RFU W/ RDF, SO BAD WE MISSED CAPE COD from Panbo: The Marine Electronics Weblog

Bugger's Muddle by Adam Turinas of Messing About in Sailboats

And my own Top Ten Worst Sailing Mistakes

So browse the list and tell us in the comments which story you liked best. Which is the funniest? The most awfully incompetent? Feel free to post links to some or all of the tales on your own blog. Share the link love. Retell the stories to beginners as terrible warnings of what not to do; and to remind them that sailing is so much worth doing it really is worth doing badly.

Saturday, May 12, 2007

My Top Ten Worst Sailing Mistakes

Having started a group writing project on your worst mistake or most embarrassing moment in sailing, I feel obliged to write a post on that topic myself. But which incident to choose? I am such a klutz in the boat that I have had so many embarrassing moments.

How about the only time in five years I had a chance to win a race in our Laser frostbite series and then my gooseneck broke? Lesson #1 - check your fittings for corrosion regularly.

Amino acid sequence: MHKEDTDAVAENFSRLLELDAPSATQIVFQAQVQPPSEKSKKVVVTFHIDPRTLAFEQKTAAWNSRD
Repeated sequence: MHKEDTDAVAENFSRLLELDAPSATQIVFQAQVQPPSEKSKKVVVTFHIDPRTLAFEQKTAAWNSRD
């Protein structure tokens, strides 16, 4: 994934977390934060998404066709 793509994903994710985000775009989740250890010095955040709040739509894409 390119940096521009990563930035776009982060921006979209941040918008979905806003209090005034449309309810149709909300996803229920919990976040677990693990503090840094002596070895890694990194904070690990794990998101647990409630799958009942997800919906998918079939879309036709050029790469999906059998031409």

Or one of the many occasions when I screwed up a mark rounding such as the time I made so many mistakes in one windward mark rounding I went from being among the leaders to almost last in a 60 boat fleet. Lesson #2 - don't try an approach to the windward mark on the port tack layline if it's likely to be crowded when you get there.

Starting is one of the areas of my game that I would really like to improve. So many times a mistake on the start line will ruin my race. Sometimes I try for a squirrel start (going for the gap at the boat end of the line) but there are at least ten ways I have found to screw them up. Lesson #3 - A squirrel start is a high risk option.